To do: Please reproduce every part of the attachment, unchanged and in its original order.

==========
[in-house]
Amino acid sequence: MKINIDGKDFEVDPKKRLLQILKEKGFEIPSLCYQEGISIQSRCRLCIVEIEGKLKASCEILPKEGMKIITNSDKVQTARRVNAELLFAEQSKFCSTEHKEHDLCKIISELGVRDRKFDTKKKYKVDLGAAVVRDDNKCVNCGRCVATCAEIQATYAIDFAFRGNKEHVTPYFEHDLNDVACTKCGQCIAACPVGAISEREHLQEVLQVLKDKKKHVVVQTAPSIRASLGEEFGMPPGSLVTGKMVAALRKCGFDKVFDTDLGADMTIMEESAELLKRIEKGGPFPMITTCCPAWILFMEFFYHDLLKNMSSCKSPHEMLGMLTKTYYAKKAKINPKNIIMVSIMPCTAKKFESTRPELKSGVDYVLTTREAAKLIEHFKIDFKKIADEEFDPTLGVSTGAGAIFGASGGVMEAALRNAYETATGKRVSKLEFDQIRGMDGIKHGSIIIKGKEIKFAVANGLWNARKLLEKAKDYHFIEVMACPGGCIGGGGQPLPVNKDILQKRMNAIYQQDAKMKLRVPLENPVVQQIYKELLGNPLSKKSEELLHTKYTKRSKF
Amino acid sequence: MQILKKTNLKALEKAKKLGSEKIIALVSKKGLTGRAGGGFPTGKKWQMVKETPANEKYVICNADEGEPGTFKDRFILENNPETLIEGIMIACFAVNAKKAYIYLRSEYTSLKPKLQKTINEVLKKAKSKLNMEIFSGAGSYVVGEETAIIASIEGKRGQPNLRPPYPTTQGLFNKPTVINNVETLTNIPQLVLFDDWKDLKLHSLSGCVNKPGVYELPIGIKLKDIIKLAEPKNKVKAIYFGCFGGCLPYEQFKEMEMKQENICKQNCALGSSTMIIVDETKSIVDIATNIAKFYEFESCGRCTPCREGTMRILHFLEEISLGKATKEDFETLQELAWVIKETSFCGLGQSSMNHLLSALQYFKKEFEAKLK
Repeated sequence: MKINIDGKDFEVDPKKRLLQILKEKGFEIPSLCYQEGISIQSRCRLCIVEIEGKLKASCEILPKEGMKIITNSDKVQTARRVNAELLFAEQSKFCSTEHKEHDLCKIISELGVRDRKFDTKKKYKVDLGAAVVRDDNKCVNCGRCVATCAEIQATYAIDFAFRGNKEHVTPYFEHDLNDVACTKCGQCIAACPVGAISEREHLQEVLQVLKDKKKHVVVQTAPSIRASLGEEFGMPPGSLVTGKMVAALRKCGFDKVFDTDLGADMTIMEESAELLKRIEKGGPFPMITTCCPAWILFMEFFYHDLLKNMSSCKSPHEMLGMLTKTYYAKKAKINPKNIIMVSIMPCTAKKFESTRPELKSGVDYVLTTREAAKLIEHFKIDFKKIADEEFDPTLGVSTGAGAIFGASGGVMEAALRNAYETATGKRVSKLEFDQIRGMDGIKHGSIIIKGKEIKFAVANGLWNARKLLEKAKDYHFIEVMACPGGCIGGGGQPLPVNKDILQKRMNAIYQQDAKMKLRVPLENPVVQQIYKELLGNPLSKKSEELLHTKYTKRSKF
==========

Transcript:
[in-house]
Amino acid sequence: MKINIDGKDFEVDPKKRLLQILKEKGFEIPSLCYQEGISIQSRCRLCIVEIEGKLKASCEILPKEGMKIITNSDKVQTARRVNAELLFAEQSKFCSTEHKEHDLCKIISELGVRDRKFDTKKKYKVDLGAAVVRDDNKCVNCGRCVATCAEIQATYAIDFAFRGNKEHVTPYFEHDLNDVACTKCGQCIAACPVGAISEREHLQEVLQVLKDKKKHVVVQTAPSIRASLGEEFGMPPGSLVTGKMVAALRKCGFDKVFDTDLGADMTIMEESAELLKRIEKGGPFPMITTCCPAWILFMEFFYHDLLKNMSSCKSPHEMLGMLTKTYYAKKAKINPKNIIMVSIMPCTAKKFESTRPELKSGVDYVLTTREAAKLIEHFKIDFKKIADEEFDPTLGVSTGAGAIFGASGGVMEAALRNAYETATGKRVSKLEFDQIRGMDGIKHGSIIIKGKEIKFAVANGLWNARKLLEKAKDYHFIEVMACPGGCIGGGGQPLPVNKDILQKRMNAIYQQDAKMKLRVPLENPVVQQIYKELLGNPLSKKSEELLHTKYTKRSKF
Amino acid sequence: MQILKKTNLKALEKAKKLGSEKIIALVSKKGLTGRAGGGFPTGKKWQMVKETPANEKYVICNADEGEPGTFKDRFILENNPETLIEGIMIACFAVNAKKAYIYLRSEYTSLKPKLQKTINEVLKKAKSKLNMEIFSGAGSYVVGEETAIIASIEGKRGQPNLRPPYPTTQGLFNKPTVINNVETLTNIPQLVLFDDWKDLKLHSLSGCVNKPGVYELPIGIKLKDIIKLAEPKNKVKAIYFGCFGGCLPYEQFKEMEMKQENICKQNCALGSSTMIIVDETKSIVDIATNIAKFYEFESCGRCTPCREGTMRILHFLEEISLGKATKEDFETLQELAWVIKETSFCGLGQSSMNHLLSALQYFKKEFEAKLK
Repeated sequence: MKINIDGKDFEVDPKKRLLQILKEKGFEIPSLCYQEGISIQSRCRLCIVEIEGKLKASCEILPKEGMKIITNSDKVQTARRVNAELLFAEQSKFCSTEHKEHDLCKIISELGVRDRKFDTKKKYKVDLGAAVVRDDNKCVNCGRCVATCAEIQATYAIDFAFRGNKEHVTPYFEHDLNDVACTKCGQCIAACPVGAISEREHLQEVLQVLKDKKKHVVVQTAPSIRASLGEEFGMPPGSLVTGKMVAALRKCGFDKVFDTDLGADMTIMEESAELLKRIEKGGPFPMITTCCPAWILFMEFFYHDLLKNMSSCKSPHEMLGMLTKTYYAKKAKINPKNIIMVSIMPCTAKKFESTRPELKSGVDYVLTTREAAKLIEHFKIDFKKIADEEFDPTLGVSTGAGAIFGASGGVMEAALRNAYETATGKRVSKLEFDQIRGMDGIKHGSIIIKGKEIKFAVANGLWNARKLLEKAKDYHFIEVMACPGGCIGGGGQPLPVNKDILQKRMNAIYQQDAKMKLRVPLENPVVQQIYKELLGNPLSKKSEELLHTKYTKRSKF